The Business Case For Net-Zero


Minister of Environment and Climate Change, the Honourable Steven Guilbeault, hearing how Wild + Pine’s Bioprism Advanced Vertical Greenhouse technology and a decade of forestry and oil and gas reclamation experience make us well positioned to restore land for natural-based carbon capture, to deliver Canadian high-quality carbon offsets, diversify our customer base, and to lead our nation in an emerging global market making real impact on the climate and environment – right here in Canada.

Without a doubt, net-zero has become dinner table talk as Canadians brace for the advancing heat and unpredictable weather of our summer season. For years, this term has been thrown around by scientists, large corporations, and the leadership of every major economy across the globe — much to the confusion of Canadian businesses without a direct link to the economics of the day-to-day.

Things have changed. I wish I could say you heard it here first, but that simply isn’t true as the risk exposure of a changing climate and resulting business case has found its way into every RFP, budget, event, report, and boardroom. Net-zero is not a goal, it’s a standard that has trickled down into the business of every Canadian; “good for the planet” is not the only case to be made in this global call to action.

Over the last two weeks, we have been peppered with information that supports the business case for net-zero. Whether it is the recent IPCC Report, Canada’s Climate Plan, or the federal budget, a heavy weight has been placed upon the shoulders of our economy. The direction of this information is clear: government policies and funding opportunities are aligned to support solutions that address the urgency and science of our changing climate.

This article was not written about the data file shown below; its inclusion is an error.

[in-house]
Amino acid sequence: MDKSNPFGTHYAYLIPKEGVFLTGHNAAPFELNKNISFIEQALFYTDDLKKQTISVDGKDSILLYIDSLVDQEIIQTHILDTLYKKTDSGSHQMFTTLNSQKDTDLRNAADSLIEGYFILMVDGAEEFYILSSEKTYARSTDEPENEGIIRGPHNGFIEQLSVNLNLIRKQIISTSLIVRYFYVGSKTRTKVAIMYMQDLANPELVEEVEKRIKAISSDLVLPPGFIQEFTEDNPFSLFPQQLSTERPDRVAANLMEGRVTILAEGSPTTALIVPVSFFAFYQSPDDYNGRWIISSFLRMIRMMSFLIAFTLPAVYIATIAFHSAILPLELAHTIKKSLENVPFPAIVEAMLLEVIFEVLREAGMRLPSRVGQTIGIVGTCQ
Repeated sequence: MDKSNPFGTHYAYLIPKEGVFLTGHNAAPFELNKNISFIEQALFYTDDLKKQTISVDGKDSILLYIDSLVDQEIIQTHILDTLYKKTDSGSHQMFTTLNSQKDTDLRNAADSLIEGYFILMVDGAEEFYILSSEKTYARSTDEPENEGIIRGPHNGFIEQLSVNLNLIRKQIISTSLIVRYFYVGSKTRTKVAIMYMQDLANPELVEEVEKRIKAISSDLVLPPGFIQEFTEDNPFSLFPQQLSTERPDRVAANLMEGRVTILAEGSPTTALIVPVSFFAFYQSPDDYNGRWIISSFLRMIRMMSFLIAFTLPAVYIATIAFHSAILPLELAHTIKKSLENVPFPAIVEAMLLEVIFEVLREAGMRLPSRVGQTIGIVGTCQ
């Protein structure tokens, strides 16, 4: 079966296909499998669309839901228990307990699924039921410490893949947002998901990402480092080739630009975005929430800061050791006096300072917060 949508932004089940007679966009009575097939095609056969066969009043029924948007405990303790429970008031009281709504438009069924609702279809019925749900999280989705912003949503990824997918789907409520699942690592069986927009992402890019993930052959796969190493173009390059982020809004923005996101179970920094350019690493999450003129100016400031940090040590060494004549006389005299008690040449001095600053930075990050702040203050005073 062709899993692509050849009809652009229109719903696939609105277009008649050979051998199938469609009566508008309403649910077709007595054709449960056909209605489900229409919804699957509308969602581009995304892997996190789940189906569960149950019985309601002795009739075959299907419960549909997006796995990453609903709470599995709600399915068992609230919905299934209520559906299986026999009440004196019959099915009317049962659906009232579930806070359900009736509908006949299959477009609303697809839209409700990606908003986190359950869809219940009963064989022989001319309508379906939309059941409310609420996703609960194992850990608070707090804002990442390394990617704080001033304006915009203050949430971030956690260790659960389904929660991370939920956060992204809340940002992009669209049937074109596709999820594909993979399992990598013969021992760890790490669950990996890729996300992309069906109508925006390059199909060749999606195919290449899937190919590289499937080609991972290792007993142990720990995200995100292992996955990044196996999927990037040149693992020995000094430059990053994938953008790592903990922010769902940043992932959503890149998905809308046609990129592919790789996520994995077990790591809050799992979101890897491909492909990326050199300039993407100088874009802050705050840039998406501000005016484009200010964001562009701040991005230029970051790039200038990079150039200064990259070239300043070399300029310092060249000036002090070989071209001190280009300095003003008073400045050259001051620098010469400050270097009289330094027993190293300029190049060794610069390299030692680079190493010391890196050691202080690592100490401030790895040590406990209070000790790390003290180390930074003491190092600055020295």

Minister of Labour, the Honourable Seamus O’Regan, seeing for himself how having a fully integrated seed to site supply chain has allowed Wild + Pine to hire full-time highly skilled labour rather than relying on short-term seasonal workers.

Why does this matter? Corporate alignment with this direction is reflective of intelligent investment and suggests an organization is in a good position to adapt to the emerging policies of our government or hiring clients. Whereas slow-movers are suffering contagious reputational damage that question the leadership of an organization.  Talent attraction and retention will suffer with a more conscientious and well-informed workforce. Acute climate care will become prevalent in every RFP, grant, and financing agreement of corporate applicants with the attention directed towards leaders in our business community.

Now what?

I do, however, approach this challenge with a great sense of optimism. The leaders in our public and private sectors are awaiting an industrial revolution of green technologies and community focused initiatives which our business community is well positioned to deliver on. In the face of uncertainty, action has simply become a sound business case for net-zero and the urgency of a changing climate presents a generational opportunity to stand out amongst the crowd.

– CK

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